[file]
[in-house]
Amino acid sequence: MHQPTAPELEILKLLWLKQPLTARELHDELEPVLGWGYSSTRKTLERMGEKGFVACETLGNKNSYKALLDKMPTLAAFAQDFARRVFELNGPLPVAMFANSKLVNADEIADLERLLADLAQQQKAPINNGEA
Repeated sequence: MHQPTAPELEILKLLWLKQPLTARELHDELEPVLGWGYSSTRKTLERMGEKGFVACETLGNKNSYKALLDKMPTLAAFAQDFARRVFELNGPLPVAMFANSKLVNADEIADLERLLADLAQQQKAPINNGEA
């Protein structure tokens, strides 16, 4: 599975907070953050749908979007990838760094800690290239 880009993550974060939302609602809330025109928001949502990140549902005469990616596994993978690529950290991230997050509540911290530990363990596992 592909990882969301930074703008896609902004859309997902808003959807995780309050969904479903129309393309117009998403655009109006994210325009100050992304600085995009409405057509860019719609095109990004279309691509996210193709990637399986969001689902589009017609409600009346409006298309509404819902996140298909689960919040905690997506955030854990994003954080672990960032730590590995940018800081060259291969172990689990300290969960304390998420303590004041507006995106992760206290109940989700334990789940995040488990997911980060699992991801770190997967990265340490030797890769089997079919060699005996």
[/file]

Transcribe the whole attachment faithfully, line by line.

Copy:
[in-house]
Amino acid sequence: MHQPTAPELEILKLLWLKQPLTARELHDELEPVLGWGYSSTRKTLERMGEKGFVACETLGNKNSYKALLDKMPTLAAFAQDFARRVFELNGPLPVAMFANSKLVNADEIADLERLLADLAQQQKAPINNGEA
Repeated sequence: MHQPTAPELEILKLLWLKQPLTARELHDELEPVLGWGYSSTRKTLERMGEKGFVACETLGNKNSYKALLDKMPTLAAFAQDFARRVFELNGPLPVAMFANSKLVNADEIADLERLLADLAQQQKAPINNGEA
């Protein structure tokens, strides 16, 4: 599975907070953050749908979007990838760094800690290239 880009993550974060939302609602809330025109928001949502990140549902005469990616596994993978690529950290991230997050509540911290530990363990596992 592909990882969301930074703008896609902004859309997902808003959807995780309050969904479903129309393309117009998403655009109006994210325009100050992304600085995009409405057509860019719609095109990004279309691509996210193709990637399986969001689902589009017609409600009346409006298309509404819902996140298909689960919040905690997506955030854990994003954080672990960032730590590995940018800081060259291969172990689990300290969960304390998420303590004041507006995106992760206290109940989700334990789940995040488990997911980060699992991801770190997967990265340490030797890769089997079919060699005996």